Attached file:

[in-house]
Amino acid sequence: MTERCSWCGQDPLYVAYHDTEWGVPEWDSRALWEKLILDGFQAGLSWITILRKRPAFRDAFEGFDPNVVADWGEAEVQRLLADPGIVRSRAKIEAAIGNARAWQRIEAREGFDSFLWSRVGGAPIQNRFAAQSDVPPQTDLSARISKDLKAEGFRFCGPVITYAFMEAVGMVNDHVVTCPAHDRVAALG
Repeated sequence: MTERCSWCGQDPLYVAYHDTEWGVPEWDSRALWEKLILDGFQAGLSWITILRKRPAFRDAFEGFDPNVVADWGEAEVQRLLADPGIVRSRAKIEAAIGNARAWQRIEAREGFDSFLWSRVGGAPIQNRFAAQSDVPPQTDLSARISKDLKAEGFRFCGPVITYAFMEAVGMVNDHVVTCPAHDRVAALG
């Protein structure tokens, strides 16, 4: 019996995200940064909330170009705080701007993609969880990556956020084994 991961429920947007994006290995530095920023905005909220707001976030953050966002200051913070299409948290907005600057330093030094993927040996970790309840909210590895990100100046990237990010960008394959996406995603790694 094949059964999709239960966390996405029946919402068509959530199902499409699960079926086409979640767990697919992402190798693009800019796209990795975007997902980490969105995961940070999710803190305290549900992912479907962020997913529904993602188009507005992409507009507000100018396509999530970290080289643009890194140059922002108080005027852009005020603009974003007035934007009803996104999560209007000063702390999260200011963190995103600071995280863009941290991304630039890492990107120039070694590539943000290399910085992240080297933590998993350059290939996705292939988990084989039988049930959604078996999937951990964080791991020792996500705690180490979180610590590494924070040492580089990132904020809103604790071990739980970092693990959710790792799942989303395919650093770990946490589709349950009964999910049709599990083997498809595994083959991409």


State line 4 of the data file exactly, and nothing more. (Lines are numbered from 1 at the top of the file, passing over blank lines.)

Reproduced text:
């Protein structure tokens, strides 16, 4: 019996995200940064909330170009705080701007993609969880990556956020084994 991961429920947007994006290995530095920023905005909220707001976030953050966002200051913070299409948290907005600057330093030094993927040996970790309840909210590895990100100046990237990010960008394959996406995603790694 094949059964999709239960966390996405029946919402068509959530199902499409699960079926086409979640767990697919992402190798693009800019796209990795975007997902980490969105995961940070999710803190305290549900992912479907962020997913529904993602188009507005992409507009507000100018396509999530970290080289643009890194140059922002108080005027852009005020603009974003007035934007009803996104999560209007000063702390999260200011963190995103600071995280863009941290991304630039890492990107120039070694590539943000290399910085992240080297933590998993350059290939996705292939988990084989039988049930959604078996999937951990964080791991020792996500705690180490979180610590590494924070040492580089990132904020809103604790071990739980970092693990959710790792799942989303395919650093770990946490589709349950009964999910049709599990083997498809595994083959991409």